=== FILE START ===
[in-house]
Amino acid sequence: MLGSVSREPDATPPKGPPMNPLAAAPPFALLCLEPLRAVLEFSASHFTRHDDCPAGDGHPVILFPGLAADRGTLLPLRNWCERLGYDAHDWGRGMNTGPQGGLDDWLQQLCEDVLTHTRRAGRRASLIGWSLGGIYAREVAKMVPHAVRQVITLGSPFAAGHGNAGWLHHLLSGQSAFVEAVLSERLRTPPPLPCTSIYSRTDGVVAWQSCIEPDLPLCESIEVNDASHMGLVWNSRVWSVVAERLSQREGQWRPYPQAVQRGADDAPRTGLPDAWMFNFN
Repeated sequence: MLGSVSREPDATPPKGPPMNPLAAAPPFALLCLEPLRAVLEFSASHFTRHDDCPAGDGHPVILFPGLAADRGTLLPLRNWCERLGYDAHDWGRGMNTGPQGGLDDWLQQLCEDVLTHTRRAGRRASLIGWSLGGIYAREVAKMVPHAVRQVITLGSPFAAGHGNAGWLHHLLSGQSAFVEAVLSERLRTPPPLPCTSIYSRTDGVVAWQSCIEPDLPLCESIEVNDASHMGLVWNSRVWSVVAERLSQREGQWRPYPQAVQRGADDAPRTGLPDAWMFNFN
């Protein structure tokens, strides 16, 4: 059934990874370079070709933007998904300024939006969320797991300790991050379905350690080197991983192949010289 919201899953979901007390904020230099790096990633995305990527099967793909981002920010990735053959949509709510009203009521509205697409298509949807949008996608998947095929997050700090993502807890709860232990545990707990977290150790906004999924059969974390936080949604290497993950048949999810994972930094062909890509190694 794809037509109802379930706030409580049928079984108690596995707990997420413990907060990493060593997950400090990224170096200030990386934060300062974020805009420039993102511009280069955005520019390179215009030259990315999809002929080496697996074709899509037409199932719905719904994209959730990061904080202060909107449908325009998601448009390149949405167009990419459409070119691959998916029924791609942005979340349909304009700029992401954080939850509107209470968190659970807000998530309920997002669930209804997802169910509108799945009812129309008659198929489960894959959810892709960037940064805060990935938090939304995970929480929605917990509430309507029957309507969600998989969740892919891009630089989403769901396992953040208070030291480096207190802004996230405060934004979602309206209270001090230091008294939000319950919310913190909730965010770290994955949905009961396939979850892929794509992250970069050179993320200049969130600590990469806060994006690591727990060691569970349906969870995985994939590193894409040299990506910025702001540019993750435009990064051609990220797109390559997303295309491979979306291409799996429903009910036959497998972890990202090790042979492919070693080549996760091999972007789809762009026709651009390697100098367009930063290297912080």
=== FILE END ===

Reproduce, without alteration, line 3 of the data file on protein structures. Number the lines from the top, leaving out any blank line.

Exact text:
Repeated sequence: MLGSVSREPDATPPKGPPMNPLAAAPPFALLCLEPLRAVLEFSASHFTRHDDCPAGDGHPVILFPGLAADRGTLLPLRNWCERLGYDAHDWGRGMNTGPQGGLDDWLQQLCEDVLTHTRRAGRRASLIGWSLGGIYAREVAKMVPHAVRQVITLGSPFAAGHGNAGWLHHLLSGQSAFVEAVLSERLRTPPPLPCTSIYSRTDGVVAWQSCIEPDLPLCESIEVNDASHMGLVWNSRVWSVVAERLSQREGQWRPYPQAVQRGADDAPRTGLPDAWMFNFN